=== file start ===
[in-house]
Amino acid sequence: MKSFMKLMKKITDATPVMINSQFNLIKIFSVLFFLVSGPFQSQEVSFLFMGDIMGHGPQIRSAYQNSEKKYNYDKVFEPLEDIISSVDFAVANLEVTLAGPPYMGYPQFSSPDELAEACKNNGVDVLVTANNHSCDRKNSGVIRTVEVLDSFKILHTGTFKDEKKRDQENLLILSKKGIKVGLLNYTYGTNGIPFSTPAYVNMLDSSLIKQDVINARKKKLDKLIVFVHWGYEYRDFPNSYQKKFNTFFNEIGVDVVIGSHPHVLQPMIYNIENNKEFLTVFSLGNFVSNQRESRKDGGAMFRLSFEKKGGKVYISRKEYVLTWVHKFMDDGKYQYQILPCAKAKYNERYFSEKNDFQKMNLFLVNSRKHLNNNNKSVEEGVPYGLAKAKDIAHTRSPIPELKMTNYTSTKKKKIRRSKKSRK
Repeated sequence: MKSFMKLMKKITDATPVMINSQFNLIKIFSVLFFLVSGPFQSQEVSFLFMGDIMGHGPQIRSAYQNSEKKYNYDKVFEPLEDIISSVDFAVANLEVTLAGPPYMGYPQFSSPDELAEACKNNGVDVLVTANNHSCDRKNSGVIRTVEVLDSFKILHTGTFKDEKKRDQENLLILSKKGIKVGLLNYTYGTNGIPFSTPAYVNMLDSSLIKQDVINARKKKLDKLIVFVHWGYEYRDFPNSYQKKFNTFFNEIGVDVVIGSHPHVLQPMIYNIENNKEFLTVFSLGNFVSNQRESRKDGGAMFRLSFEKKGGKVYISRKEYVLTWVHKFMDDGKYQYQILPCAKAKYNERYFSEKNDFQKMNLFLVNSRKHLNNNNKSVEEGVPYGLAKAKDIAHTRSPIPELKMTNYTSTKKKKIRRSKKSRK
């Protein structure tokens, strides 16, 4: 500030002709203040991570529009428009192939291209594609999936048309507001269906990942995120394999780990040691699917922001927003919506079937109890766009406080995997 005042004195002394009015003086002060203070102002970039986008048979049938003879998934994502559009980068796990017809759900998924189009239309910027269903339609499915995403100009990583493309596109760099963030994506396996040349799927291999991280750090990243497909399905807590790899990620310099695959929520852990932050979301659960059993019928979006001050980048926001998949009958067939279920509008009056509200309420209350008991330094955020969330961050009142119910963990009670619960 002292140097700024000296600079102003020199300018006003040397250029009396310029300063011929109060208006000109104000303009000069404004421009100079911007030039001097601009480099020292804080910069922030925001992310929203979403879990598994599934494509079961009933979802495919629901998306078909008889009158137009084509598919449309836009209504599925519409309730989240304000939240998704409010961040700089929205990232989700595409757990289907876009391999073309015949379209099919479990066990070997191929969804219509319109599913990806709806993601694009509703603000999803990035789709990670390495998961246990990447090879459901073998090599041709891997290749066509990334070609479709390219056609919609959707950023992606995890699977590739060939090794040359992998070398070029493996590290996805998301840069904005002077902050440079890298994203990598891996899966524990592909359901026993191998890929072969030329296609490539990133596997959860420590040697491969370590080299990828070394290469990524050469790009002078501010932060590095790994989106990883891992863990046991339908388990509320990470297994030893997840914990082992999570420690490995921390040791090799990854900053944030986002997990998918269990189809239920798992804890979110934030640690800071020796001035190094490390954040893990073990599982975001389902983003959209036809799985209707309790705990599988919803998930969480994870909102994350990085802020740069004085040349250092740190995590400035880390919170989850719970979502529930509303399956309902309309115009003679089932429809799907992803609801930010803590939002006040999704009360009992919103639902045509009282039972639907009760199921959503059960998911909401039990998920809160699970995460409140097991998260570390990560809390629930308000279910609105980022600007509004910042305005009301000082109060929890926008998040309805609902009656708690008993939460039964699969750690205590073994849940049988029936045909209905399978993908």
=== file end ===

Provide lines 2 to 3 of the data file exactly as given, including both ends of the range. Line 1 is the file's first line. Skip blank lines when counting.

Amino acid sequence: MKSFMKLMKKITDATPVMINSQFNLIKIFSVLFFLVSGPFQSQEVSFLFMGDIMGHGPQIRSAYQNSEKKYNYDKVFEPLEDIISSVDFAVANLEVTLAGPPYMGYPQFSSPDELAEACKNNGVDVLVTANNHSCDRKNSGVIRTVEVLDSFKILHTGTFKDEKKRDQENLLILSKKGIKVGLLNYTYGTNGIPFSTPAYVNMLDSSLIKQDVINARKKKLDKLIVFVHWGYEYRDFPNSYQKKFNTFFNEIGVDVVIGSHPHVLQPMIYNIENNKEFLTVFSLGNFVSNQRESRKDGGAMFRLSFEKKGGKVYISRKEYVLTWVHKFMDDGKYQYQILPCAKAKYNERYFSEKNDFQKMNLFLVNSRKHLNNNNKSVEEGVPYGLAKAKDIAHTRSPIPELKMTNYTSTKKKKIRRSKKSRK
Repeated sequence: MKSFMKLMKKITDATPVMINSQFNLIKIFSVLFFLVSGPFQSQEVSFLFMGDIMGHGPQIRSAYQNSEKKYNYDKVFEPLEDIISSVDFAVANLEVTLAGPPYMGYPQFSSPDELAEACKNNGVDVLVTANNHSCDRKNSGVIRTVEVLDSFKILHTGTFKDEKKRDQENLLILSKKGIKVGLLNYTYGTNGIPFSTPAYVNMLDSSLIKQDVINARKKKLDKLIVFVHWGYEYRDFPNSYQKKFNTFFNEIGVDVVIGSHPHVLQPMIYNIENNKEFLTVFSLGNFVSNQRESRKDGGAMFRLSFEKKGGKVYISRKEYVLTWVHKFMDDGKYQYQILPCAKAKYNERYFSEKNDFQKMNLFLVNSRKHLNNNNKSVEEGVPYGLAKAKDIAHTRSPIPELKMTNYTSTKKKKIRRSKKSRK